1) They actually do and they call you - I’ve done this SEVERAL times.  Meet a candidate and for some reason the timing is off so we have to pass....for now.  I’ll usually tell the person “I’m not just saying this, we’ll call you back.  I might not be for two years but we’ll call back”.  So, obviously this is the best outcome and it does happen.

2)  They like you but don’t know where you fit - Again, this happens all the time to recruiters and they are keeping the door open for you.  Now they might not be thinking their current company or even an unnamed future company but they want to keep in touch.  Take it for what it is, and hope for the best.

3) They have a really good ATS - Some companies have awesome Applicant Tracking such, they have great databases of candidates and when they say “we’ll keep you on file”  they mean it.  A new job opens up and the FIRST thing the recruiter does is search the database and call people.  Don’t I always tell you to apply online?  This is why.

4)  They don’t know what else to say - Another common one.  Lots of recruiters hate conflict and don’t want to hurt anyone’s feelings.  So, rather than just giving you the straight dope and telling you it’s not a fit they come up w/ some lame excuse that ends with keeping you on file.  It sucks, but it happens.

There you go, next time a recruiter tells you they’ll keep you on file ask if you can connect on LinkedIn.  That way you can build a connection beyond the resume, network a bit and maybe if you are lucky move from #4 to getting #1.......

Friday, June 1, 2012

What to do with that Physics degree

This blog is another special request this time from @federico_padua and he asked me to talk a little bit about what kinds of jobs people can get with Physics degrees.  Pretty tough topic really but one that I think is really important because in this really tight job market you have to be creative in your search.  The days of “I have X degree, I deserve Y job”  are, with that in mind...what the hell do you do with a Physics degree?

Software Engineering - Lots of good engineers come from the Physics space.  A degree in Physics gives you a grab scientific mind and a ton of experience in mathematics...which is the core of many programming functions.  Additionally, you’ve probably use Fortran or MATLAB to do some basic programming functions...why not take a class or two and learn some Computer Science theory.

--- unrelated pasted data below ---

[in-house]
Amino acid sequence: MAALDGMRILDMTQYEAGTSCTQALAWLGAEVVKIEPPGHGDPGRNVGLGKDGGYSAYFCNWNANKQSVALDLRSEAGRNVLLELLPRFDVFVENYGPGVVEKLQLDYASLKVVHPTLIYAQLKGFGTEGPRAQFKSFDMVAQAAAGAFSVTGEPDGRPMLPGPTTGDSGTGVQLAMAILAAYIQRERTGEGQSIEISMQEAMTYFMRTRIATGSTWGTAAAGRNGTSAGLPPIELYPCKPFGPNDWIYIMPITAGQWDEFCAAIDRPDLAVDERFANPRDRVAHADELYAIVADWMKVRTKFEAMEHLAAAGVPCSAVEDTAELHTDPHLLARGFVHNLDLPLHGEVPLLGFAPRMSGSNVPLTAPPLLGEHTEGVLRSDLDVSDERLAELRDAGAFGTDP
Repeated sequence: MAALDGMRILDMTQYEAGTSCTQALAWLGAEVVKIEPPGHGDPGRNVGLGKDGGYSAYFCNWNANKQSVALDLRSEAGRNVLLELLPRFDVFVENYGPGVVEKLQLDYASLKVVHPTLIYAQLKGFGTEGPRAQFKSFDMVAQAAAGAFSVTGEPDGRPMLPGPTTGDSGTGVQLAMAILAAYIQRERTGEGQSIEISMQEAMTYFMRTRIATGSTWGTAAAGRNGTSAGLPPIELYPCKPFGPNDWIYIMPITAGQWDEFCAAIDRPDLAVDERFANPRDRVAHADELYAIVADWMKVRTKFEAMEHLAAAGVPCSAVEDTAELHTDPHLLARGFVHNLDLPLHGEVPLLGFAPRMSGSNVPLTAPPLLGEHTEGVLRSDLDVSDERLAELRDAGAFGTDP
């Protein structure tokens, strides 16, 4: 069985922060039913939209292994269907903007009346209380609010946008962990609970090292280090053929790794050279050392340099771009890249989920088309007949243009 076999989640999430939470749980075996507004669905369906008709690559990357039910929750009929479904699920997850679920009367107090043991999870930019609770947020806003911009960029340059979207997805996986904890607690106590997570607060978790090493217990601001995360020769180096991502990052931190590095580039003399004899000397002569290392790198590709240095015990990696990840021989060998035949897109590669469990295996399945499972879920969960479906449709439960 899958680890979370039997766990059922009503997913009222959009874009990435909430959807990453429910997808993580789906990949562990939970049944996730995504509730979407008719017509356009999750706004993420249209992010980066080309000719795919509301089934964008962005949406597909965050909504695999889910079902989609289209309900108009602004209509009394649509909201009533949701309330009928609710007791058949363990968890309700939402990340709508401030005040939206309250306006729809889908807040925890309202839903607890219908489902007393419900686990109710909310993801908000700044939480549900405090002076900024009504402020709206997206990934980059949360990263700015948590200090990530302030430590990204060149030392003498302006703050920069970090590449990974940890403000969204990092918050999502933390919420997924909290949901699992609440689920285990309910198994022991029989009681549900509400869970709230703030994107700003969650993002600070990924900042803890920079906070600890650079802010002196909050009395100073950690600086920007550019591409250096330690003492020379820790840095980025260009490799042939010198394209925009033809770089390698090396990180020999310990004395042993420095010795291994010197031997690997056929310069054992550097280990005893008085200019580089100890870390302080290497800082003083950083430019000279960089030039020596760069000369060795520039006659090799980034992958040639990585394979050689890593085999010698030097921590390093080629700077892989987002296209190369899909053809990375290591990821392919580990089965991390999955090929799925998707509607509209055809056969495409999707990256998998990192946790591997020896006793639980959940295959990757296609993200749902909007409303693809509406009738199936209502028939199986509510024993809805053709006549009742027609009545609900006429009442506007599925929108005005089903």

Research Jobs - This is probably the most obvious but there are quite a few research jobs out there.  Some of them are at the big labs (think Los Alamos) but also in academia.  You really have to look for these though and spend a ton of time networking to find a role like this...oh, and be prepared to make a lot less money than you were thinking.  If you work in Research you do it for the work, not the cash.

Technical Sales - Yeah, that’s right, sales.  You went through all that schooling and you end up in Sales.  Life sucks eh?  Well guess what?  Some of the best sales folks I know come from technical backgrounds and do VERY well in life.  The trick is to find a role that will allow you to leverage your technical well as your sparkling personality to become some sort of super-salesperson.  Most sales-people are not technical, most technical people can’t sell.....if you can do both, you win!

Obviously there are a bunch of other jobs you can do - teaching?  recruiting?  You name it.  The great thing about a degree like Physics is that it gives you a chance to do very “technical” work but also have some softer skills that come from a Liberal Arts degree.

Would love to hear from anyone out there with a Physics degree about what you do and have done to help anyone else looking for advice.